Genetic Variant Linked to Side Effects from mRNA vaccines

Some people react to the COVID-19 mRNA vaccines with side effects such as fever, fatigue, chills, and feeling unwell.  While the CDC maintains that these side effects are normal, people’s reaction to the vaccine varies greatly – from no reaction to more severe reactions.

Age, of course, plays a role in how much of an immune response you will mount to any vaccine.

Genetics is the other known factor in immune system response to vaccination. Researchers know that some people will not produce antibodies to the measles vaccine or the mumps vaccine – based on their genetics. Other studies outline which genetic variants are linked to a better immune response to the flu virus. (Read more: Vaccine Response and Your Genes)

Genetic variants and the COVID-19 vaccines:

We now have some information about genetic interactions with the Pfizer and Moderna mRNA vaccines for COVID-19. I’m sure more studies will come on this topic, but it is exciting to see the results from a large genetic-based study on the immune system response side effects to the vaccine.

Let’s dig into the details of this study on genetics and side effects from mRNA vaccines. (Currently, in preprint, read it for yourself):

The study used survey information combined with DNA data from approximately 17,000 people in the US (mainly Nevada). The survey asked about previous COVID-19 infections before vaccination (7.3%)

Side effects reported:

The results of the vaccine reactions portion of the survey were as follows:

Vaccine Reaction % reporting
Extreme difficulties / unable to perform daily routine 1,029 (8.0%)
Severe difficulties with daily routine 1,237 (9.6%)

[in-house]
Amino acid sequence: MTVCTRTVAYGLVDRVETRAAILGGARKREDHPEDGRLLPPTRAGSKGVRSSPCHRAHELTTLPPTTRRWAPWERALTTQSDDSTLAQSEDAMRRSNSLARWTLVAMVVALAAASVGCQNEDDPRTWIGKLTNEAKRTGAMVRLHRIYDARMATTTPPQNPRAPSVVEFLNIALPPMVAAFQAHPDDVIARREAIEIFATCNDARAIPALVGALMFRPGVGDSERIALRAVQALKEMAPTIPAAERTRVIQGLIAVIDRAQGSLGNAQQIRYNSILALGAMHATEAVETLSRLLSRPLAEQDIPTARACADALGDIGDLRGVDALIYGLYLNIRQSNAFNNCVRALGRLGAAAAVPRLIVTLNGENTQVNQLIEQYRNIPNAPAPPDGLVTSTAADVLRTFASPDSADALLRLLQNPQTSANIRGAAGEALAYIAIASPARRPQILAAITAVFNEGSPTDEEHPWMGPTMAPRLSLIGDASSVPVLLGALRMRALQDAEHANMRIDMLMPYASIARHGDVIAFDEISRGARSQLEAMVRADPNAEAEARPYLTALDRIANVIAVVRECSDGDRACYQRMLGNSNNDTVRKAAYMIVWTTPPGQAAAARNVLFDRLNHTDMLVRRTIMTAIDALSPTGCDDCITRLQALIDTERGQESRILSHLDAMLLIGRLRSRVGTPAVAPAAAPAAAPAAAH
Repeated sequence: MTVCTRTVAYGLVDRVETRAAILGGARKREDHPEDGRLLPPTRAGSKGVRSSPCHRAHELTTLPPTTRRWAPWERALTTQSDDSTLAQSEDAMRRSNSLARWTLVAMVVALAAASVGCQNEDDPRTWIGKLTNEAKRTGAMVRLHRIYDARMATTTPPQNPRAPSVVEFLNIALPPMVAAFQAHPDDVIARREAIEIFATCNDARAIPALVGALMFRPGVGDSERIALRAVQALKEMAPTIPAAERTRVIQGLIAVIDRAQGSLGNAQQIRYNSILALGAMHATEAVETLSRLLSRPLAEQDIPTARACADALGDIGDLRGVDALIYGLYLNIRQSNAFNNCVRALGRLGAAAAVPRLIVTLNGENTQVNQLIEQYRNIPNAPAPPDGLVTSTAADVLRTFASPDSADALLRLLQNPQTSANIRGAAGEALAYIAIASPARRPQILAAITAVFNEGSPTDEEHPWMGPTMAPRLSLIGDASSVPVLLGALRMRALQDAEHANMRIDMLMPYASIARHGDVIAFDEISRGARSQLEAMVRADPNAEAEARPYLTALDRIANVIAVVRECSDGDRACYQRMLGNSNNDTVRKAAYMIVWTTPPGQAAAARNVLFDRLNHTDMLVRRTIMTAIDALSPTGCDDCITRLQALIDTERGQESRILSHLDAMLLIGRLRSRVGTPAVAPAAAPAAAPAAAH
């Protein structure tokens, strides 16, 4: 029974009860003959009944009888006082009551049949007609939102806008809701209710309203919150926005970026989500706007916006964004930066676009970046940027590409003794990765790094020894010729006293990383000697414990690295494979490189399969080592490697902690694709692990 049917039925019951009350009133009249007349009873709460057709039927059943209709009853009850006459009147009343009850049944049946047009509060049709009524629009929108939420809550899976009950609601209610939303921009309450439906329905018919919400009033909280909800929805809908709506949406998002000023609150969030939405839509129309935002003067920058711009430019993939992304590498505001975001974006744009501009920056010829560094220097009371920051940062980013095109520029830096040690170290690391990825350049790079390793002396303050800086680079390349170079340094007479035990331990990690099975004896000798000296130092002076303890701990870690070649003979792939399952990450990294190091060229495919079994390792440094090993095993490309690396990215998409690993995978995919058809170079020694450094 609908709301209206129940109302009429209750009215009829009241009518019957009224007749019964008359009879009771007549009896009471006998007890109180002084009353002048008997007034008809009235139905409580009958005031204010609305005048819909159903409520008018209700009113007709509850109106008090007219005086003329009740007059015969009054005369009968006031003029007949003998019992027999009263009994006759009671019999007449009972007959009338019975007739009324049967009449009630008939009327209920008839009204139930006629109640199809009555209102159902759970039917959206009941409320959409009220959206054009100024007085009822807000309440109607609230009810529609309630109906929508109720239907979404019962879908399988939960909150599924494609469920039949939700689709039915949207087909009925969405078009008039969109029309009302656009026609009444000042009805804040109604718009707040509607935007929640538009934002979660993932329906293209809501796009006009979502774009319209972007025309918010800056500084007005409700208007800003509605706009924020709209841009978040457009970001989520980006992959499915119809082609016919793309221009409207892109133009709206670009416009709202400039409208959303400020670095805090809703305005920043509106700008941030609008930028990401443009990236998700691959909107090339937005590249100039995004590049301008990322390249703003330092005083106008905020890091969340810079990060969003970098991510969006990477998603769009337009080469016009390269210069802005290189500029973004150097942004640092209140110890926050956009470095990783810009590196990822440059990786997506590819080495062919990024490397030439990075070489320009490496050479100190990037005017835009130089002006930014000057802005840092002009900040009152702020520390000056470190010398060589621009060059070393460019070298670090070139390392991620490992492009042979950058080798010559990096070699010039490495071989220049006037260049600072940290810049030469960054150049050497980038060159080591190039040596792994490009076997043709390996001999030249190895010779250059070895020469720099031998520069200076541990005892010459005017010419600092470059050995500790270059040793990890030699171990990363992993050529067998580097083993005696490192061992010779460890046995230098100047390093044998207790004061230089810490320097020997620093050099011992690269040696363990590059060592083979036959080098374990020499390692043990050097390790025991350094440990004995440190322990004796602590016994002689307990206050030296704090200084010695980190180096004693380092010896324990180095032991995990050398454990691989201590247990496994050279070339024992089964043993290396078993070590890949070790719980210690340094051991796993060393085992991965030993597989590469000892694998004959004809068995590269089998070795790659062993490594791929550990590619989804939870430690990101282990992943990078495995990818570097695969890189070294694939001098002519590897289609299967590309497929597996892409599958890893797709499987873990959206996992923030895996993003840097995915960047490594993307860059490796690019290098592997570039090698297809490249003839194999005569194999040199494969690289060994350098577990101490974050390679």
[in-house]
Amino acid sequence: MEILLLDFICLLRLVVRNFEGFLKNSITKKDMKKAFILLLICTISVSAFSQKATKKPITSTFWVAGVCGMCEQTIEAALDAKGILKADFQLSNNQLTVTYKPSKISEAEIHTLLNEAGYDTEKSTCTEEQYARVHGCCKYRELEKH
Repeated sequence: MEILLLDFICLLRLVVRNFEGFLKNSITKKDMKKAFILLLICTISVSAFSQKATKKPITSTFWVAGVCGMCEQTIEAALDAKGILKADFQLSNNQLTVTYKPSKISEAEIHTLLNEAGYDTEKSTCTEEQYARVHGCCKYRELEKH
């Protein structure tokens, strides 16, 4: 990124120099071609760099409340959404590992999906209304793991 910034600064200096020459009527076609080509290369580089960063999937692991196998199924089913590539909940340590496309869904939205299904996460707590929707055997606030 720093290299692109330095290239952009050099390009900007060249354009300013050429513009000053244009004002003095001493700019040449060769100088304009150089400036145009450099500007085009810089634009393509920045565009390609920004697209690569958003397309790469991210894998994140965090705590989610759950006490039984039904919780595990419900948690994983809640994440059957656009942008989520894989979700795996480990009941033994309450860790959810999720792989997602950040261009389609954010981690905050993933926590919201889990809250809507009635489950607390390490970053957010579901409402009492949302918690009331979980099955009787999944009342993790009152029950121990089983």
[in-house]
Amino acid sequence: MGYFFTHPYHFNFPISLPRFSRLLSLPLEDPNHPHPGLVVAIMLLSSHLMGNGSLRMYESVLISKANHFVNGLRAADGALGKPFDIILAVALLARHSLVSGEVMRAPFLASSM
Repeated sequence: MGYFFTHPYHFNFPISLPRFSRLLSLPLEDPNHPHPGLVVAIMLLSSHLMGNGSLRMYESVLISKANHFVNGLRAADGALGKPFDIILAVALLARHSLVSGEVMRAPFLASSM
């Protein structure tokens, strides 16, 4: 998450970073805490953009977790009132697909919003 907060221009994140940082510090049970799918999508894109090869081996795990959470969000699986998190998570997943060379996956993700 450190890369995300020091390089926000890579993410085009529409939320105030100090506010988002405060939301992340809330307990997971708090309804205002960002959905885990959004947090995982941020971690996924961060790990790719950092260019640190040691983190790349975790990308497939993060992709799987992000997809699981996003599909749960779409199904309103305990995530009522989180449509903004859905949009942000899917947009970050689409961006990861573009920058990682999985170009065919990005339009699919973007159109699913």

Moderate difficulties with daily routine 2,597 (20.2%)
Mild difficulties with daily routine 3,502 (27.2%)
No difficulties with daily routine 4,500 (35.0%)

In breaking down the results by manufacturer and by dose, the second dose of the Moderna shot had the most ‘severe or extreme’ reactions at 19.5%, with Johnson & Johnson coming in at 17.7% having a severe or extreme reaction.

While the study focused on the genetic variants linked with side effects, their results show that a prior COVID-19 infection was linked to greater side effects (which is what other studies and many anecdotes have shown). The <55 age group also had links to a greater risk of side effects, which makes sense with immune response declining in aging.

Of note in this study is that the median age of participants is 58. Many participants may not have shown side effects due to an attenuated immune response in older individuals. Also important here, when it comes to the genetic part of the study, is that the vast majority of participants are of European or Hispanic ancestry. Thus, the genetic results may or may not hold true for other population groups.

Here is the participant breakdown:

Genetics and side effects:

The researchers did a genome-wide association study, which looks across the whole genome to see if there is a statistical link to an outcome based on a genetic variant.

The results showed that there was a sizeable statistical link to a variant in the HLA-A gene. The HLA-A gene is also associated with an individual’s immune response to mumps, chickenpox, shingles, and other viruses.[ref]

Specifically, the side effects from the Pfizer vaccine were shown to be linked to HLA-A*0301 at the odds ratios below:

The researchers used rs2571381 as a proxy for HLA-A*03:01.

Check your genetic data for rs2571381 (23andMe v4 i5015047):